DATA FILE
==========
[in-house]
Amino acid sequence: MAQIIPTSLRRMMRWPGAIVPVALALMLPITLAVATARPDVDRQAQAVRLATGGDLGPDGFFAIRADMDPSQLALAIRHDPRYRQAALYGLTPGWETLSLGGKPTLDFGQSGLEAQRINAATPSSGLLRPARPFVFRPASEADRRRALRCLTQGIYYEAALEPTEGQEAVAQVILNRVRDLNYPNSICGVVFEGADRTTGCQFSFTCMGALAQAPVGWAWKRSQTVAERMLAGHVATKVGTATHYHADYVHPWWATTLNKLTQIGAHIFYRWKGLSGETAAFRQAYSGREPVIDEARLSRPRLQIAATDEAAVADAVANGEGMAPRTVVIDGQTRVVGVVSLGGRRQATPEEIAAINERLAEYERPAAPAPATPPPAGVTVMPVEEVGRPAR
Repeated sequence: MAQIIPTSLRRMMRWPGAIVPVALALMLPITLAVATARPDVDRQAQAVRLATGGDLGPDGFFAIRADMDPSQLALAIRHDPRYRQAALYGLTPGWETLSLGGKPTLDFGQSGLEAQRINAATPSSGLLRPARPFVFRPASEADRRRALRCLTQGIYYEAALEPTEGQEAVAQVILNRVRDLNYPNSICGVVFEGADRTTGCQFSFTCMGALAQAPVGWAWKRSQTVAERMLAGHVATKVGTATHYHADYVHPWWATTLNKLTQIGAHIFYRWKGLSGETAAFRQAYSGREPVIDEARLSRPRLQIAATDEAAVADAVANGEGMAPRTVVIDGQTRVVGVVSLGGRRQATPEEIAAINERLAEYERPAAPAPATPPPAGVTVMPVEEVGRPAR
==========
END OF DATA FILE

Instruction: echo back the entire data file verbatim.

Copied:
[in-house]
Amino acid sequence: MAQIIPTSLRRMMRWPGAIVPVALALMLPITLAVATARPDVDRQAQAVRLATGGDLGPDGFFAIRADMDPSQLALAIRHDPRYRQAALYGLTPGWETLSLGGKPTLDFGQSGLEAQRINAATPSSGLLRPARPFVFRPASEADRRRALRCLTQGIYYEAALEPTEGQEAVAQVILNRVRDLNYPNSICGVVFEGADRTTGCQFSFTCMGALAQAPVGWAWKRSQTVAERMLAGHVATKVGTATHYHADYVHPWWATTLNKLTQIGAHIFYRWKGLSGETAAFRQAYSGREPVIDEARLSRPRLQIAATDEAAVADAVANGEGMAPRTVVIDGQTRVVGVVSLGGRRQATPEEIAAINERLAEYERPAAPAPATPPPAGVTVMPVEEVGRPAR
Repeated sequence: MAQIIPTSLRRMMRWPGAIVPVALALMLPITLAVATARPDVDRQAQAVRLATGGDLGPDGFFAIRADMDPSQLALAIRHDPRYRQAALYGLTPGWETLSLGGKPTLDFGQSGLEAQRINAATPSSGLLRPARPFVFRPASEADRRRALRCLTQGIYYEAALEPTEGQEAVAQVILNRVRDLNYPNSICGVVFEGADRTTGCQFSFTCMGALAQAPVGWAWKRSQTVAERMLAGHVATKVGTATHYHADYVHPWWATTLNKLTQIGAHIFYRWKGLSGETAAFRQAYSGREPVIDEARLSRPRLQIAATDEAAVADAVANGEGMAPRTVVIDGQTRVVGVVSLGGRRQATPEEIAAINERLAEYERPAAPAPATPPPAGVTVMPVEEVGRPAR